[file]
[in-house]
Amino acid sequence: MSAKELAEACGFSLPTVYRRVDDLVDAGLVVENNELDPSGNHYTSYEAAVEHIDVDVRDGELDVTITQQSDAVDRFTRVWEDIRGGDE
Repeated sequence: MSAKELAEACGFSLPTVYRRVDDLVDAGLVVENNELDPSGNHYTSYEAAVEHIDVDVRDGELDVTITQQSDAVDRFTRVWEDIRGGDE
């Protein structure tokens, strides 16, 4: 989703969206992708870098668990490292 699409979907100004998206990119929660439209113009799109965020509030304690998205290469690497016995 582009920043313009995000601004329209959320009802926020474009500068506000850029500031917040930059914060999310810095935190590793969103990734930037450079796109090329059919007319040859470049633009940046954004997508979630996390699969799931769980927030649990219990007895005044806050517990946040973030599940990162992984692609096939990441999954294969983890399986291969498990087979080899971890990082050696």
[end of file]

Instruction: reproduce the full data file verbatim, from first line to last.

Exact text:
[in-house]
Amino acid sequence: MSAKELAEACGFSLPTVYRRVDDLVDAGLVVENNELDPSGNHYTSYEAAVEHIDVDVRDGELDVTITQQSDAVDRFTRVWEDIRGGDE
Repeated sequence: MSAKELAEACGFSLPTVYRRVDDLVDAGLVVENNELDPSGNHYTSYEAAVEHIDVDVRDGELDVTITQQSDAVDRFTRVWEDIRGGDE
């Protein structure tokens, strides 16, 4: 989703969206992708870098668990490292 699409979907100004998206990119929660439209113009799109965020509030304690998205290469690497016995 582009920043313009995000601004329209959320009802926020474009500068506000850029500031917040930059914060999310810095935190590793969103990734930037450079796109090329059919007319040859470049633009940046954004997508979630996390699969799931769980927030649990219990007895005044806050517990946040973030599940990162992984692609096939990441999954294969983890399986291969498990087979080899971890990082050696």